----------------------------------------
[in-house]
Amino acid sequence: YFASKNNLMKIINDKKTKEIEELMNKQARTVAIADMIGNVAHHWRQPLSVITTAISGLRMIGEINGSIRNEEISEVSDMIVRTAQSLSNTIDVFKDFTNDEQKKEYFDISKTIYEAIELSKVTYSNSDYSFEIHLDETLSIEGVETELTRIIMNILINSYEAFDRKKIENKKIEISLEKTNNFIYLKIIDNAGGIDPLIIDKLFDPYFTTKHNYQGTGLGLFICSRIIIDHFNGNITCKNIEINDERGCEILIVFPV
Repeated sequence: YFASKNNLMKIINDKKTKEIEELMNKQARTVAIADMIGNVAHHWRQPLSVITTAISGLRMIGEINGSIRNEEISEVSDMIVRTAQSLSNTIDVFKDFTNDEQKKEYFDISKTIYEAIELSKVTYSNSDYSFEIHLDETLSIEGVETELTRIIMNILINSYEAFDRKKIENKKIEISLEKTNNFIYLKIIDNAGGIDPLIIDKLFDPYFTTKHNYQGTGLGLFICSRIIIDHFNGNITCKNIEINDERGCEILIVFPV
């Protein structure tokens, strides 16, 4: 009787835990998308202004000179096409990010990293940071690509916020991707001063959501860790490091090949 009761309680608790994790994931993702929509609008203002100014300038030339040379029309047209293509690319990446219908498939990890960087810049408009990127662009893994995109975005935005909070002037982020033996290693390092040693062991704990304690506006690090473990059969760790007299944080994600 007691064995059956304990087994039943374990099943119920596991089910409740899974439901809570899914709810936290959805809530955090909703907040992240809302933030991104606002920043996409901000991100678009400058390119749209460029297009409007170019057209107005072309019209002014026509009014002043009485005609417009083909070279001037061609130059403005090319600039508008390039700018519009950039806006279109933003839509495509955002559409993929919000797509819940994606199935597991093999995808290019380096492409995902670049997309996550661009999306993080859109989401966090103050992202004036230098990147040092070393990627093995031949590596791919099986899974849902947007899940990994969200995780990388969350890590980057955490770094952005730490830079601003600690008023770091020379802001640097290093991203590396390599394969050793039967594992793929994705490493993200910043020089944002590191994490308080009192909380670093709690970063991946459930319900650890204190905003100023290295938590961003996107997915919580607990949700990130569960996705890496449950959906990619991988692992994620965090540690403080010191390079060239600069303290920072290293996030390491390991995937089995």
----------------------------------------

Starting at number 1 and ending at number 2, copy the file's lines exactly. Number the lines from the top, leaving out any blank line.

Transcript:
[in-house]
Amino acid sequence: YFASKNNLMKIINDKKTKEIEELMNKQARTVAIADMIGNVAHHWRQPLSVITTAISGLRMIGEINGSIRNEEISEVSDMIVRTAQSLSNTIDVFKDFTNDEQKKEYFDISKTIYEAIELSKVTYSNSDYSFEIHLDETLSIEGVETELTRIIMNILINSYEAFDRKKIENKKIEISLEKTNNFIYLKIIDNAGGIDPLIIDKLFDPYFTTKHNYQGTGLGLFICSRIIIDHFNGNITCKNIEINDERGCEILIVFPV